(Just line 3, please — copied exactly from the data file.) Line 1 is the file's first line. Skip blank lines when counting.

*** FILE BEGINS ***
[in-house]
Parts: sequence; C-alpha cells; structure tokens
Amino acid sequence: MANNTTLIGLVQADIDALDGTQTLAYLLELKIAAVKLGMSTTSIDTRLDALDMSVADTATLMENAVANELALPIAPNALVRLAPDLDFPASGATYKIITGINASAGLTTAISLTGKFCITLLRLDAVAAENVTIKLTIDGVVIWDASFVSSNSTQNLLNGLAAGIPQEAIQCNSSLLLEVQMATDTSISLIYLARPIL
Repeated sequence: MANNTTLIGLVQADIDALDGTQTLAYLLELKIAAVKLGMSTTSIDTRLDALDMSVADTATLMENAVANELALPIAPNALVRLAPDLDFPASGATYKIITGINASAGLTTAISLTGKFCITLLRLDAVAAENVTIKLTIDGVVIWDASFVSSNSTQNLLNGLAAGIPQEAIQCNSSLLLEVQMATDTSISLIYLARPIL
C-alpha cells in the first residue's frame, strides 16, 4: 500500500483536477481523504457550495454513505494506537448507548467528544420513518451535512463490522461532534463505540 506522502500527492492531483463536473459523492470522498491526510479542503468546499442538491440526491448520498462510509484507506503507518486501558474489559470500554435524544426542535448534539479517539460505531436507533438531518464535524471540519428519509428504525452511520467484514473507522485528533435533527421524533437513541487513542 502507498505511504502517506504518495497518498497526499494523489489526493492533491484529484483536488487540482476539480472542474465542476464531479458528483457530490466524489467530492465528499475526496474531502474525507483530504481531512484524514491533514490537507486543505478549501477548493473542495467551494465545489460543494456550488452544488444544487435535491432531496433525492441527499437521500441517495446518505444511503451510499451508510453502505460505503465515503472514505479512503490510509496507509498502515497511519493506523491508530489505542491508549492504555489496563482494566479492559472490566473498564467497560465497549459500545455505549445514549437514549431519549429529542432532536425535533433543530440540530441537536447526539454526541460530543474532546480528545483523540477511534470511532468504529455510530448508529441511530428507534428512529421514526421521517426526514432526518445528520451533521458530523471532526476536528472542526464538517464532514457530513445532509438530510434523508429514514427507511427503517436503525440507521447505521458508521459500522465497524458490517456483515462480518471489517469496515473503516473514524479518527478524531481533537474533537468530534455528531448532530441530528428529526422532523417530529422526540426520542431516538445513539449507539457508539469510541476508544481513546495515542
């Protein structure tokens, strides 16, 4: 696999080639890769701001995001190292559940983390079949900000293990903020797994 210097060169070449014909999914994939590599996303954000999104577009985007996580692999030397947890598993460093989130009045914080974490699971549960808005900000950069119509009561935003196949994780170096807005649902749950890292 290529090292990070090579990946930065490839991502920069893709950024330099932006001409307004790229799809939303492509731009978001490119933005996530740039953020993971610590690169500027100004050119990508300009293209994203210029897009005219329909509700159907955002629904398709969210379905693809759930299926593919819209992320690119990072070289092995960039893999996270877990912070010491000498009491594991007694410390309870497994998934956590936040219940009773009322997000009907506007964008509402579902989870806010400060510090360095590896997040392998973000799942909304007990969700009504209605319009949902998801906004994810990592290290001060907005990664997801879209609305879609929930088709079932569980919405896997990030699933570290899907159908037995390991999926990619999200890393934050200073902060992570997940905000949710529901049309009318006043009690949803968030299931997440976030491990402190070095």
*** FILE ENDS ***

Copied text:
Amino acid sequence: MANNTTLIGLVQADIDALDGTQTLAYLLELKIAAVKLGMSTTSIDTRLDALDMSVADTATLMENAVANELALPIAPNALVRLAPDLDFPASGATYKIITGINASAGLTTAISLTGKFCITLLRLDAVAAENVTIKLTIDGVVIWDASFVSSNSTQNLLNGLAAGIPQEAIQCNSSLLLEVQMATDTSISLIYLARPIL